• hojnikb - Wednesday, September 3, 2014 - link

    And there is a good chance, that thing would still go strong after rated endurance would drop to 0% (unless its hardcapped to die after that).
  • Essence_of_War - Wednesday, September 3, 2014 - link

    Another excellent article, Kristian.

    A question/comment, though, do you think it would make more sense to report the stdev measurements as an "error bar" attached to each data point rather than an additional graph with a 2nd y-axis? I think that might be more compact without having to worry about having multiple y-scales to read. Then it might even be possible to plot an average + error bars data set for multiple different SSDs on the same axis w/o having to worry about which curve is the avg, which curve is the stdev, etc.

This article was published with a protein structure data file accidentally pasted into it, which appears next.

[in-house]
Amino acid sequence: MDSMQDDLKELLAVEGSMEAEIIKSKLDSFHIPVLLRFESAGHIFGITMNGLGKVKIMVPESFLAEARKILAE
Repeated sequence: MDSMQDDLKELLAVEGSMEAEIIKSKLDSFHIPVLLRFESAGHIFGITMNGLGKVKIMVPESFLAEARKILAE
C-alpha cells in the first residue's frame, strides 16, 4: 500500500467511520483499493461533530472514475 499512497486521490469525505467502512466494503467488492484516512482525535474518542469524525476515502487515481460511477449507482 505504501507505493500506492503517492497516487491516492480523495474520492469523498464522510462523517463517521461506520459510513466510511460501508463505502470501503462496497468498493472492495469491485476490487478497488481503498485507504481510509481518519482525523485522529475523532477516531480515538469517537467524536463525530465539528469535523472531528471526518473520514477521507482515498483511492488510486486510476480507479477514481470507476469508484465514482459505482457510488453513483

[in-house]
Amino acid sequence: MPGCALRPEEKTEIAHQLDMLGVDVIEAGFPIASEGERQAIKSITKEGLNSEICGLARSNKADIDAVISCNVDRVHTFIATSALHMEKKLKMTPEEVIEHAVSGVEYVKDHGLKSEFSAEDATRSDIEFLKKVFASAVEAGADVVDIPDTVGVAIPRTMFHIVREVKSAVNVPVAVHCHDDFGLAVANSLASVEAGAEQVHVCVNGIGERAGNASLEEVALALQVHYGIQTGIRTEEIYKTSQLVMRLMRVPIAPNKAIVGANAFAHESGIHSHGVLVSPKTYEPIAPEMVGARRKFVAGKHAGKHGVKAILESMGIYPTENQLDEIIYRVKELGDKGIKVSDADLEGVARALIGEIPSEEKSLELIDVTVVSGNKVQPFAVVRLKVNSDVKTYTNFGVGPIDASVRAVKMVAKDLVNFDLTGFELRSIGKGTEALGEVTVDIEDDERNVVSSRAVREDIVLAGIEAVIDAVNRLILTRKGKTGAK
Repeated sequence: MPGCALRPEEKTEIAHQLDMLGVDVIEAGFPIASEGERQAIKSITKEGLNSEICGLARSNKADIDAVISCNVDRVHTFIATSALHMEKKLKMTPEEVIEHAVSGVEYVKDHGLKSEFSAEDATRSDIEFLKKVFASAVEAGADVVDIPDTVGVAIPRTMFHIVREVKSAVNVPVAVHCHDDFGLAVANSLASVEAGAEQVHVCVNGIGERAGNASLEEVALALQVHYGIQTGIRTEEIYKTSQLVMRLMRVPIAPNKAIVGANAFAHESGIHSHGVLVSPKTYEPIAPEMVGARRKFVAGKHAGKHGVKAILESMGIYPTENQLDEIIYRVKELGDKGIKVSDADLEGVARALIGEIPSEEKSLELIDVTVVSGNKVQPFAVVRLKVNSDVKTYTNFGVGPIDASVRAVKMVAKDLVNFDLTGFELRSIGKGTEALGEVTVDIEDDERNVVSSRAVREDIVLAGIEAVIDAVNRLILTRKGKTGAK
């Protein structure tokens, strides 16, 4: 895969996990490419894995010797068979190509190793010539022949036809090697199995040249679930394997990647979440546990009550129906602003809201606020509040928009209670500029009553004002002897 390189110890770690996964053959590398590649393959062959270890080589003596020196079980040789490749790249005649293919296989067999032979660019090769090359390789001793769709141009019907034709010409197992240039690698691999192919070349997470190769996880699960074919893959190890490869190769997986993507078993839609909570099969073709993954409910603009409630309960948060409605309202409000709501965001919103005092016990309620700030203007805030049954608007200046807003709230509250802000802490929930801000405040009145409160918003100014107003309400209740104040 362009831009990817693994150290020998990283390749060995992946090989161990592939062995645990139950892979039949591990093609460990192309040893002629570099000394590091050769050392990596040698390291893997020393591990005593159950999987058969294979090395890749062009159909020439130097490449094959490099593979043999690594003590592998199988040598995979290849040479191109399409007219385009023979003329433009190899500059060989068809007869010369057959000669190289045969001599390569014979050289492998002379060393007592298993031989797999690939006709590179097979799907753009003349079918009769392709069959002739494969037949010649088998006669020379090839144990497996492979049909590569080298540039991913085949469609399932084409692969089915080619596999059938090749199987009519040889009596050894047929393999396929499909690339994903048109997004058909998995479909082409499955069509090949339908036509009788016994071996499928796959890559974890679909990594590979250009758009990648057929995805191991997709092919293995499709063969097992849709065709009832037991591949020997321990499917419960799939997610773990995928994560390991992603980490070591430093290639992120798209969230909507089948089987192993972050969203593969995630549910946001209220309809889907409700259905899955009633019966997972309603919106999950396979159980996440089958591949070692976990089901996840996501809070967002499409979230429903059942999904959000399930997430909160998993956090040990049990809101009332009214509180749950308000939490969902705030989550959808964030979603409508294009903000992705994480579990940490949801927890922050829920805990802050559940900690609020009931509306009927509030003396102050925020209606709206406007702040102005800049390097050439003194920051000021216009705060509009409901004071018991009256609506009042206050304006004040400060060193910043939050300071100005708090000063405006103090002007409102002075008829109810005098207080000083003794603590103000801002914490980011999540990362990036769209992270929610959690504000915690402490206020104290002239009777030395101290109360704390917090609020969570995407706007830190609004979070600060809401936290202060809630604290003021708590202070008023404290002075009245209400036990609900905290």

• hulu - Wednesday, September 3, 2014 - link

    Another way to present the standard deviation data would be to draw it in two average +/- stdev graphs above and below the average graph. This would better allow visualizing the actual values the average minus stdev has.
  • Kristian Vättö - Thursday, September 4, 2014 - link

    Thanks for the suggestion. I will certainly look into alternative ways to present the standard deviation. I need to redo the graphs anyway for our new suite, so while I'm at it I can see if there is a better way to present the data.
  • Essence_of_War - Thursday, September 4, 2014 - link

    Best luck then, I'm sure you'll figure out a good way to do it.